281 F.2d 782 (7th Cir. 1960), 12882, Odell v. Burke

Docket Nº:12882.
Citation:281 F.2d 782
Party Name:Fred J. ODELL, Petitioner-Appellant, v. John C. BURKE, Warden, Wisconsin State Prison, Respondent-Appellee.
Case Date:July 25, 1960
Court:United States Courts of Appeals, Court of Appeals for the Seventh Circuit
 
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Page 782

281 F.2d 782 (7th Cir. 1960)

Fred J. ODELL, Petitioner-Appellant,

v.

John C. BURKE, Warden, Wisconsin State Prison, Respondent-Appellee.

No. 12882.

United States Court of Appeals, Seventh Circuit.

July 25, 1960

Page 783

Giles F. Clark, Milwaukee, Wis., for appellant.

William A. Platz, Asst. Atty. Gen., for appellee.

Before SCHNACKENBERG and CASTLE, Circuit Judges, and MERCER, District judge.

MERCER, District Judge.

Petitioner, an inmate at Wisconsin State Prison, appeals from an order of the United States District Court for the Eastern District of Wisconsin, denying, without a hearing, his petition for writ of habeas corpus.

At the outset, we note that petitioner is represented by Mr. Giles F. Clark, court-appointed counsel, who has presented the case for petitioner both in written brief and on oral argument. This court is appreciative of his valuable services.

We must first consider respondent's contention that petitioner has not exhausted his state remedies and cannot, therefore, prosecute a petition for writ of habeas corpus under the provisions of 28 U.S.C.A. § 2254. The court below rejected that contention.

Petitioner was convicted in the Municipal Court of Kenosha, Wisconsin, of the crime of assault and theft, while armed, and was sentenced to a term in prison of

Page 784

not more than fifteen years. He did not appeal that conviction as he might have done. Instead, some two years after the date thereof, on December 18, 1958, he filed in the Supreme Court of Wisconsin his petition for habeas corpus in which he alleged the constitutional questions which he now asserts. There is no dispute that that petition was in accordance with established Wisconsin appellate procedures and was timely filed. On February, 4, 1959, the State Supreme Court denied his petition without a hearing. Thereafter, petitioner filed a request for executive clemency, which was denied. Petitioner then, on May 28, 1959, filed in the United States Supreme Court an instrument which he designated as a motion for leave to docket and prosecute a petition for habeas corpus. That petition was denied. Odell v. Burke, 360 U.S. 926, 79 S.Ct. 1465, 3 L.Ed.2d 1541.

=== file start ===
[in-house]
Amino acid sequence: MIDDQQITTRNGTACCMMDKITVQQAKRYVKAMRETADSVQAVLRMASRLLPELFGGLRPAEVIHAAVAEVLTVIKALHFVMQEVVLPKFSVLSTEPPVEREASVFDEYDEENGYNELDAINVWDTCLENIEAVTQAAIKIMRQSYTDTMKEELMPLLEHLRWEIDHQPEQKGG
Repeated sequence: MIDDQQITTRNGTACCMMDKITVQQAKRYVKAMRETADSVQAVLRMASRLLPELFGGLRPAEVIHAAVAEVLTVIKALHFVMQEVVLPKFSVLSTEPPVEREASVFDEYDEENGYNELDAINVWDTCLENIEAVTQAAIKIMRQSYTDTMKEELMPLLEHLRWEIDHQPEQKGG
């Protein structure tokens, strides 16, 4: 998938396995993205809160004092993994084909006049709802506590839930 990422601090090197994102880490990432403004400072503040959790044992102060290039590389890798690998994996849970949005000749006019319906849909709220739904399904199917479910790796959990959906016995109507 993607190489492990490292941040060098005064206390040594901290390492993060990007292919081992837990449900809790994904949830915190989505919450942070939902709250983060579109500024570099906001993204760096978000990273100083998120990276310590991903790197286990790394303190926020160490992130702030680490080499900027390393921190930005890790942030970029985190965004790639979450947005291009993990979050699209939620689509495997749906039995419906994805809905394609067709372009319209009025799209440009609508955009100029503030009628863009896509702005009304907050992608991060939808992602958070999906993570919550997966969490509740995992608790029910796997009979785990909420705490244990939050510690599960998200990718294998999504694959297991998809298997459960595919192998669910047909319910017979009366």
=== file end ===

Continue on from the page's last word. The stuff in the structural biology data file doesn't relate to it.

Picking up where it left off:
Respondent contends that petitioner failed to prosecute a petition for certiorari to review the state court's decision denying his petition for writ of habeas corpus, and that he has, by his failure so to do, failed to exhaust his state remedies. The cornerstone for that contention is the argument that the instrument which petitioner filed in the United States Supreme Court cannot be construed as a petition for certiorari.

We do not agree. Although the papers filed in the United States Supreme Court were entitled as a motion for leave to file a petition for writ of habeas corpus, reference was therein made to the decision of the State Supreme Court. It also appears from a recitation in the papers filed in the United States Supreme Court that a Justice of that Court had extended the time within which petitioner might file a petition for review of the State Court decision to a day subsequent to May 28, 1959. While it is true that the Court did not, expressly, treat petitioner's motion as a petition for certiorari, Odell v. Burke, 360 U.S. 926, 79 S.Ct. 1465, we think that that motion must be so construed, applying the principle that papers drafted by a layman who is unskilled in legal formality will be construed most favorably to his cause. Baker v. Ellis, 5 Cir., 194 F.2d 865. The issues presented to the Wisconsin Supreme Court were presented to the United States Supreme Court by petitioner in his effort to there seek review. We think that effort satisfied the spirit, if not the letter, of the doctrine of exhaustion of state remedies. We, therefore, reject respondent's contention.

The basic issue before us upon the merits of this appeal is the question whether the trial court properly denied the petition for habeas corpus without a hearing. Resolution of that basic issue depends upon a determination whether any of the allegations of fact of the petition are sufficient to allege, prima facie, a denial of due process of law as guaranteed to petitioner by the Fourteenth Amendment to the Constitution of the United States. Wiggins v. Ragen, 7 Cir., 238 F.2d 309, 311.

Petitioner first alleges that he was denied federal due process in that he was not represented by counsel and was not advised of his right of counsel during the preliminary hearing phase of his prosecution.

Petitioner was arrested on March 8, 1956. On March 9, 1956, he appeared before the County Court of Kenosha County and entered a plea of not guilty. His preliminary hearing was adjourned by the court to March 19th. On the latter date...

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